PORTLAND — Alan Spear and Mary Allen Lindemann don’t think they look particularly cool.

“I mean, look at us,” Lindemann said, pointing to her simple gray dress and  straight, brown hair, pulled loosely back. Spear, her husband, was wearing a black sweater and jeans.

But their business, Coffee by Design, was recently called one of the 10  “Coolest Independent Coffee Shops” in the country by the Zagat rating guide.

The designation was based on customer service by baristas, the atmosphere of the shops and the quality of the coffee served.

Lindemann said those three things define Coffee by Design. The company has had opportunities to expand beyond its four shops, on India and Congress streets and Washington Avenue, and in the main L.L. Bean store in Freeport – but they don’t want to.

“We don’t want to be huge,” she said. “That’s not our vision.”

Coffee by Design opened 16 years ago at 620 Congress St., after the couple moved back to Maine from Seattle, in the days when Starbucks was still only a Seattle company and small, independent coffee companies were rare in Portland. Although the original plan was to sell coffee out of a small cart, like many of the Seattle-area vendors, the couple decided a shop would be a better fit for Portland.

“The goal from day one was to provide a great product and great service,” Spear said.

Back in 1994, people in Maine didn’t know all that much about coffee, Spear said. In fact, he hadn’t known much about it until he moved to Seattle. But they were passionate about bringing great coffee east, despite the recession the country was in at the time.

They both admit Starbucks’ rapid expansion helped pave the way for small, independent shops like theirs to find success.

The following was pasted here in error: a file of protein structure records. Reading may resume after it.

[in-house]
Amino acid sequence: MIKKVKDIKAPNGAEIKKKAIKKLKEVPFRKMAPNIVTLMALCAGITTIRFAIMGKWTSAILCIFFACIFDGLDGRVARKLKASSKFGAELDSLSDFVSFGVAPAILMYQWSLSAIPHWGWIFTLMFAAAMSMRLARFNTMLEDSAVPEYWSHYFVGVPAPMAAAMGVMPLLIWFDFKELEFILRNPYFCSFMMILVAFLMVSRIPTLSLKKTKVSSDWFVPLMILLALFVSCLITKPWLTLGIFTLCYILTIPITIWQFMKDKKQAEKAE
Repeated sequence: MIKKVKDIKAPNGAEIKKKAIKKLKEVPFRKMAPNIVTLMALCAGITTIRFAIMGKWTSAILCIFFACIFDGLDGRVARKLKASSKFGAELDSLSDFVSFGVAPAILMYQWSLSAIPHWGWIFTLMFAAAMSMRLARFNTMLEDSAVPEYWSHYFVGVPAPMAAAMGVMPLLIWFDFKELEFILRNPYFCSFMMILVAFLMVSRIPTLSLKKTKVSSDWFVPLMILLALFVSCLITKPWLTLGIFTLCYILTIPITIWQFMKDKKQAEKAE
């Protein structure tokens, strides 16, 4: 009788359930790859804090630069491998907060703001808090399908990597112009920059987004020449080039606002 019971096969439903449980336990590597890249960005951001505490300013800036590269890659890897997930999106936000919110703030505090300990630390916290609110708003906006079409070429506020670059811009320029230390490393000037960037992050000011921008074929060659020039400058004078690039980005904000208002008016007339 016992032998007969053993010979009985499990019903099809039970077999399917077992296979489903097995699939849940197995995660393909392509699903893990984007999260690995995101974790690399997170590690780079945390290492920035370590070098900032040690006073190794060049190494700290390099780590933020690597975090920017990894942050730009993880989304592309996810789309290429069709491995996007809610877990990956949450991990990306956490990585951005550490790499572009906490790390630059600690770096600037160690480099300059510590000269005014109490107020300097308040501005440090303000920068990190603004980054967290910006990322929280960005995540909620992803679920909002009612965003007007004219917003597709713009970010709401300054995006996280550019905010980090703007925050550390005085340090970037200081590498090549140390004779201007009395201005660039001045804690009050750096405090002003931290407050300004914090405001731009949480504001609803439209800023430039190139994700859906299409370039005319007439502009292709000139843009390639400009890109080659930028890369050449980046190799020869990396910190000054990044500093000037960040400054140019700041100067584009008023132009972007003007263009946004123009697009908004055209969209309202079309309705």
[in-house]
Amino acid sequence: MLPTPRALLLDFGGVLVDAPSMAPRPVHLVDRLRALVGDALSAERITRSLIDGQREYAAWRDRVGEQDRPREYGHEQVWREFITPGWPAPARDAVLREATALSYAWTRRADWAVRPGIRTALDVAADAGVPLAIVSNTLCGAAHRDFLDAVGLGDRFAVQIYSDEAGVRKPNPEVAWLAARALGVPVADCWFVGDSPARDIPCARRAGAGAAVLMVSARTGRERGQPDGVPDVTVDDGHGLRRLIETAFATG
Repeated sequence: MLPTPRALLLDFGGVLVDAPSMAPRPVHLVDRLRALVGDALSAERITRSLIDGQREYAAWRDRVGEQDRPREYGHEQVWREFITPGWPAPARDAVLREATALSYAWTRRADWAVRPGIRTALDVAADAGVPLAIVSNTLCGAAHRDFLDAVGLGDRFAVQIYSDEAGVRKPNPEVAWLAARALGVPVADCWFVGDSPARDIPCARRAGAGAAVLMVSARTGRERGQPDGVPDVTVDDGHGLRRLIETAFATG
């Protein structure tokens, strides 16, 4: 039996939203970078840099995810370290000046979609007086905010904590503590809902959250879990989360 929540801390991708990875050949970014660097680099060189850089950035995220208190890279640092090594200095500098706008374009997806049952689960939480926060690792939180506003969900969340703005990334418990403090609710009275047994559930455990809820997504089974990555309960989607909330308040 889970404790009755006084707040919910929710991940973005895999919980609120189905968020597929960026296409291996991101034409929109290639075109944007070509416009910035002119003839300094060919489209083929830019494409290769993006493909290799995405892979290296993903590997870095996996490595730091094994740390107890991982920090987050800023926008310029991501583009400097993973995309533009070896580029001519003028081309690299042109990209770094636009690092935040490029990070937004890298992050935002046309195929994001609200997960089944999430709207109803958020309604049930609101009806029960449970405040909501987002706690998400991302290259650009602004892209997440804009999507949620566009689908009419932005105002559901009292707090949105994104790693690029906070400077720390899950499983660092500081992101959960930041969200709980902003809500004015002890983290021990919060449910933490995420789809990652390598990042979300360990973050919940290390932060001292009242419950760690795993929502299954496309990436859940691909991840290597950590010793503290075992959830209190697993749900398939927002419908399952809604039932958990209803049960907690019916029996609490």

“They created the niche market for all of us,” Lindemann said.

At first, they were buying roasted beans from the West Coast. However, it wasn’t long before Spear started getting into roasting beans himself. In 1998, he started the commercial roasting operation at the 67 India St. location. For a while, there was no storefront. It wasn’t until the city approached them and asked them to open a coffee shop there that they did.

For seven years, they also operated a small shop in Monument Square, but sold the operation to Zarra’s, which sold Coffee by Design coffees, but was its own independent business until it closed. Coffee by Design’s wholesale market has grown from there, to 450 wholesalers throughout the state.

“We don’t have a salesperson. It’s all just word of mouth,” Lindemann said.

Most recently, they opened a shop inside the L.L. Bean flagship store in Freeport after the company approached them.

“They wanted a Maine-owned coffee company to run the cafe,” Spear said.

Initially, they were just serving coffee upstairs at a small cafe area, but now, Coffee by Design has a full cafe on the first floor with an entrance on Main Street. Coffee by Design employees work there and the company designed the space.

“We have a great relationship with L.L. Bean,” Spear said. “What they stand for, we stand for.”

Even though what started as a small dream of a coffee cart in Portland has grown to a nationally recognized company that helped launch the Portland Buy Local movement, Lindemann and Spear said they have no intention of expanding any more than they have.

“Our business is about building relationships,” Spear said. “Serving a cup of coffee isn’t unique, but seeing the passion of our roasters, the dedication of our baristas – people are attracted to that.”

Emily Parkhurst can be reached at 781-3661 ext. 125 or [email protected]. Follow her on Twitter: @emilyparkhurst.

Sidebar Elements

Coffee by Design owner Alan Spear, left, checks out the coffee beans master roaster Dylan Hardman just released from the roaster in the company’s small roasting room on Washington Avenue in Portland. The business was recently named one of the 10 coolest coffee shops in the country by the Zagat rating guide.

Coffee by Design owner Alan Spear holds the company’s newest gourmet coffee, part of a new “Harvest Reserve” category of high-quality – and expensive – coffees. The Panama “Geisha” coffee will be sold in glass jars for $25 per half-pound.

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